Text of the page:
Foreign travel advice
The Foreign and Commonwealth Office (FCO) advise against all but essential travel to all islands off the coast of eastern Sabah from Kudat to Tawau, including (but not limited to) Lankayan, Mabul, Pom Pom, Kapalai, Litigan, Sipadan and Mataking.
UK health authorities have classified Malaysia as having a risk of Zika virus transmission. For more information and advice visit the National Travel Health Network and Centre website.
There is a high threat from terrorism. Attacks could be indiscriminate, including in places visited by foreigners. On 28 June 2016, there was a grenade attack at a bar in the town of Puchong, injuring 8 people. Malaysian authorities have confirmed this was a terrorist attack by individuals with links to Daesh (formerly referred to as ISIL).
There is a threat to foreigners of kidnapping and criminality on the eastern coast of Sabah and in particular the islands close to the Sulu Archipelago in the southern Philippines. There has been an increase in kidnapping by groups operating in the southern Philippines, some of whom have the ability to conduct kidnaps on the coast of Sabah. Commercial shipping companies have been advised to adopt heightened vigilance when navigating the Sulu and Celebes Seas. Most maritime incidents occur in the Sulu Sea in the area between Sabah (Malaysia) and Mindanao, the Sulu Islands and Palawan (Philippines). The Regional Co-operation Agreement on Combatting Piracy and Armed Robbery against Ships in Asia (ReCAAP) advise all ships to re-route from the area where possible.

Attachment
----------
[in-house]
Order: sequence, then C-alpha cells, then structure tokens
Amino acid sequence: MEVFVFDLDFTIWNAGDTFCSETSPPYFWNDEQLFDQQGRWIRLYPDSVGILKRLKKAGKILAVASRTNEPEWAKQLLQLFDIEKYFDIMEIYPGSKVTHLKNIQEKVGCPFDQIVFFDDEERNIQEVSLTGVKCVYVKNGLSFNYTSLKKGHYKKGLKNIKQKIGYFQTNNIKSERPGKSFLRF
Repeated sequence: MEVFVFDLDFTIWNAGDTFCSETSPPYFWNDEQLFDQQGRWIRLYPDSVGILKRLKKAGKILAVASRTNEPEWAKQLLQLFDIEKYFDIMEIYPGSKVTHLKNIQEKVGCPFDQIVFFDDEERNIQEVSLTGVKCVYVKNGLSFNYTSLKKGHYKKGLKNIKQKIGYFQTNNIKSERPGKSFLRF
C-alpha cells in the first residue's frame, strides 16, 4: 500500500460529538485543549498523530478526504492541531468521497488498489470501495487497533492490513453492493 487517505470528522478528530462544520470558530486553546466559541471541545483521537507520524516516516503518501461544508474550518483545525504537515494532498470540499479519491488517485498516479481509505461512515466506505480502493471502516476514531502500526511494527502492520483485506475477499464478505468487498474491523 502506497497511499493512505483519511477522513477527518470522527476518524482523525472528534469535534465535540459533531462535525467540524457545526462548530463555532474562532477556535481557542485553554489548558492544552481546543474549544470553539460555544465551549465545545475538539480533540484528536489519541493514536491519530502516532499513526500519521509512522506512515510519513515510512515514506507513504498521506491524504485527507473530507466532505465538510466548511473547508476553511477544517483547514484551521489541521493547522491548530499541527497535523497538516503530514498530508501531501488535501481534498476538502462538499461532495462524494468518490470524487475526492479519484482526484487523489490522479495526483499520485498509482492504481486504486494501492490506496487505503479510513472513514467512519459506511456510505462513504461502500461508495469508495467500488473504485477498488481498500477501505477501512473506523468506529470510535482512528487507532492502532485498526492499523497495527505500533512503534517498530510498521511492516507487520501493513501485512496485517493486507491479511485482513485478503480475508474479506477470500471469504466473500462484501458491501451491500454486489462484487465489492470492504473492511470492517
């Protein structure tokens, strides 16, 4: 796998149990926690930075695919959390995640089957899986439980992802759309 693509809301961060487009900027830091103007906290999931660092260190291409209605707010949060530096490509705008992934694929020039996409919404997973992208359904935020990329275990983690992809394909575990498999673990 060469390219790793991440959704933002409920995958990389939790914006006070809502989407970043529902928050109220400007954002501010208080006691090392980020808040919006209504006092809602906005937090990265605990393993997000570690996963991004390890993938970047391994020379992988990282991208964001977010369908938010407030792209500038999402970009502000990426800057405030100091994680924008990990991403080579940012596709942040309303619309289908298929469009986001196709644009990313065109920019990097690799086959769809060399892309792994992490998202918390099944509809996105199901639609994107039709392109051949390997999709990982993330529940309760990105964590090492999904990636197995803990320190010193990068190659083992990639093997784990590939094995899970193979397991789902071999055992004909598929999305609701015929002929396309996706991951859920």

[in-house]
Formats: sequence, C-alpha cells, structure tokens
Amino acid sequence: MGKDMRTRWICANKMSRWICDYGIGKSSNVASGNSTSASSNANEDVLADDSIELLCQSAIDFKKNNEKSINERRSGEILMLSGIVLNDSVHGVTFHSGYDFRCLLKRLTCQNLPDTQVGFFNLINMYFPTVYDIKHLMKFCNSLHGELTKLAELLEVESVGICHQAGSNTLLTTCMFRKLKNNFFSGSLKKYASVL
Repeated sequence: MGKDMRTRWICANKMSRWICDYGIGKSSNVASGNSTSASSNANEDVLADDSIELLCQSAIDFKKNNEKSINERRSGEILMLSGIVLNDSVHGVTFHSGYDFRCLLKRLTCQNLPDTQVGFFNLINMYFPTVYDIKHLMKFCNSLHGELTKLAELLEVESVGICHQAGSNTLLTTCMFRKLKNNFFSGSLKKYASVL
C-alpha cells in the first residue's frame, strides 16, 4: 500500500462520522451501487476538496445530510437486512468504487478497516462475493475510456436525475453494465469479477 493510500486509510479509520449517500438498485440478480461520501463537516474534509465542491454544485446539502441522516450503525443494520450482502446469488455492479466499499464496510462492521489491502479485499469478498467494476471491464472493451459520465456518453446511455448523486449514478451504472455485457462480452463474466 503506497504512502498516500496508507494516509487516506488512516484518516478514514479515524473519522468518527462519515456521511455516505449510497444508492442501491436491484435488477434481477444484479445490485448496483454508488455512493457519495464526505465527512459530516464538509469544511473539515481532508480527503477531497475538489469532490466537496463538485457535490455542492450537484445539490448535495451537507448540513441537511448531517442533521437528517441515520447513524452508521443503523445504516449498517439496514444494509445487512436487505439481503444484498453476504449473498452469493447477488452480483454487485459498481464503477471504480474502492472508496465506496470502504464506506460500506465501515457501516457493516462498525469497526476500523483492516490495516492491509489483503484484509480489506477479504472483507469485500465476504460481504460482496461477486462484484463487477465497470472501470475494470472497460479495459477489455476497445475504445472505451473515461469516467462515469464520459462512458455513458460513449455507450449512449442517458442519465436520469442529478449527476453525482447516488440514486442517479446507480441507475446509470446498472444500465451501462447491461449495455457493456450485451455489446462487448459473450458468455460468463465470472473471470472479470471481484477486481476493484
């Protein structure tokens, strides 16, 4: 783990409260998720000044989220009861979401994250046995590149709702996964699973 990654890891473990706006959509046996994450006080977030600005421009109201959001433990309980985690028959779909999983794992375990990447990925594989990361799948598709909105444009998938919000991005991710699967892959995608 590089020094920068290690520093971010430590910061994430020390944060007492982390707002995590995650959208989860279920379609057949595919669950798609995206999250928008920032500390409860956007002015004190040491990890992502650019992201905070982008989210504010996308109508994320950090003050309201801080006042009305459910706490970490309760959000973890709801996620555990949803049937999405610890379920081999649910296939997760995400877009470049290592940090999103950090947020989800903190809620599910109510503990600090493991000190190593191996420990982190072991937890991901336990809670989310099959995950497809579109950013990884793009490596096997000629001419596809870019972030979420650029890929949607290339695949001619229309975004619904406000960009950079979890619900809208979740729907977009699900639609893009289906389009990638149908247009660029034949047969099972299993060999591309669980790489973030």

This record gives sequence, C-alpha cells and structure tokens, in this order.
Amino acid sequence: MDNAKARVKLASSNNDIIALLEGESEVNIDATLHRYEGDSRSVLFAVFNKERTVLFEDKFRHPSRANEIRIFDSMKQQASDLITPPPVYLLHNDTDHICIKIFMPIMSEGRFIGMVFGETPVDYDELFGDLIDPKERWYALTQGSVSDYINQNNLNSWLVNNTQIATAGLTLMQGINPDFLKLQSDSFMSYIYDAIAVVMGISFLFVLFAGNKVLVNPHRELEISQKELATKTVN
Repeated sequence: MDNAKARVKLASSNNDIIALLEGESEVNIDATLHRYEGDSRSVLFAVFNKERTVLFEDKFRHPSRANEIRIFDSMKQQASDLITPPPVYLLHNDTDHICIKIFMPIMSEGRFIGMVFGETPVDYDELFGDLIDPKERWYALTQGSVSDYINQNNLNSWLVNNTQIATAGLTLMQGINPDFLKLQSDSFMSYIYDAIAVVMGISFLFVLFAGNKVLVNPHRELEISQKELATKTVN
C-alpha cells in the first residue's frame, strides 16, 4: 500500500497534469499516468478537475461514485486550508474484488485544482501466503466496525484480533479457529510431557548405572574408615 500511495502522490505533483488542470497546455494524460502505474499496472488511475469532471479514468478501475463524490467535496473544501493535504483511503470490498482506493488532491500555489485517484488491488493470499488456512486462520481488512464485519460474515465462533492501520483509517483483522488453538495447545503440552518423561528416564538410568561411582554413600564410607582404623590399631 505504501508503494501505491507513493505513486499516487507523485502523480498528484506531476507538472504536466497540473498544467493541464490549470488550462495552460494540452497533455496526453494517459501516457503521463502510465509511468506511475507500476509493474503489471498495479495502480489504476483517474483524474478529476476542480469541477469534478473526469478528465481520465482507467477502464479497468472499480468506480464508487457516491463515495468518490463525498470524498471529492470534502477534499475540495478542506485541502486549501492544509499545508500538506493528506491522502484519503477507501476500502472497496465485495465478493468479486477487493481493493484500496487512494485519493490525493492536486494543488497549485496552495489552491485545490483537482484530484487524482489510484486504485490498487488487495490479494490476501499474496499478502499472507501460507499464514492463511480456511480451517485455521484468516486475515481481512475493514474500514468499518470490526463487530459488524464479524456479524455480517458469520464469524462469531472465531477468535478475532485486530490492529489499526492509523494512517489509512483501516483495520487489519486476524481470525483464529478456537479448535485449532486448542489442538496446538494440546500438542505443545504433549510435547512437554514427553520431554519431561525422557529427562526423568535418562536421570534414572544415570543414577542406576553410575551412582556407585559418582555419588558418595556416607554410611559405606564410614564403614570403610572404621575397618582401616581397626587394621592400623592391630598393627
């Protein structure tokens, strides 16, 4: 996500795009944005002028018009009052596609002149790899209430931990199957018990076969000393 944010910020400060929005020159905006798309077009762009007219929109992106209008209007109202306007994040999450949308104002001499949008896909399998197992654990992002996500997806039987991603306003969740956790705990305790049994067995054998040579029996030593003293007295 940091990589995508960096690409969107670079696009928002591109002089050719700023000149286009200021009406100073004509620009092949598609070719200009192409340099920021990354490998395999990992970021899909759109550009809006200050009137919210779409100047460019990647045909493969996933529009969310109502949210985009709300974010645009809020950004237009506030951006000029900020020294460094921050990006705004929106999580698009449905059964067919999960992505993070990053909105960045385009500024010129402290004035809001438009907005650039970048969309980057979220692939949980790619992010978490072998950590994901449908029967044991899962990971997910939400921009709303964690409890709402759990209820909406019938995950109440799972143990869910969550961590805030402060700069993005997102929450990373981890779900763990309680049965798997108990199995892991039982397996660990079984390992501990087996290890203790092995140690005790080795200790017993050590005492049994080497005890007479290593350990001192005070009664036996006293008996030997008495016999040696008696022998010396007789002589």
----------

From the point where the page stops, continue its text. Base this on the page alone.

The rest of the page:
You should take great care in the town of Sandakan and along the coastal area south to Tawau, and in and around Lahad Datu and Semporna. In May 2015, 2 Malaysian nationals were abducted in Sandakan, one of whom was subsequently murdered. Monitor local media and follow the advice of the local authorities. See Terrorism and Local travel - Sabah
Malaysia is a multicultural, but mostly Muslim country. See Local laws and customs
There was a magnitude 6.0 earthquake in Sabah on 5 June 2015, affecting Mount Kinabalu. Please see the Sabah tourism website for more information.
In 2015, there was a greater incidence of haze than in previous years. Haze can cause disruption to local, regional air travel and to government and private schools. See Health
Around 401,000 British nationals visit Malaysia each year. Most visits are trouble free, but incidents of petty crime, especially bag snatching, can affect visitors. See Crime.
If you’re abroad and you need emergency help from the UK government, contact the nearest British embassy, consulate or high commission.
Take out comprehensive travel and medical insurance before you travel.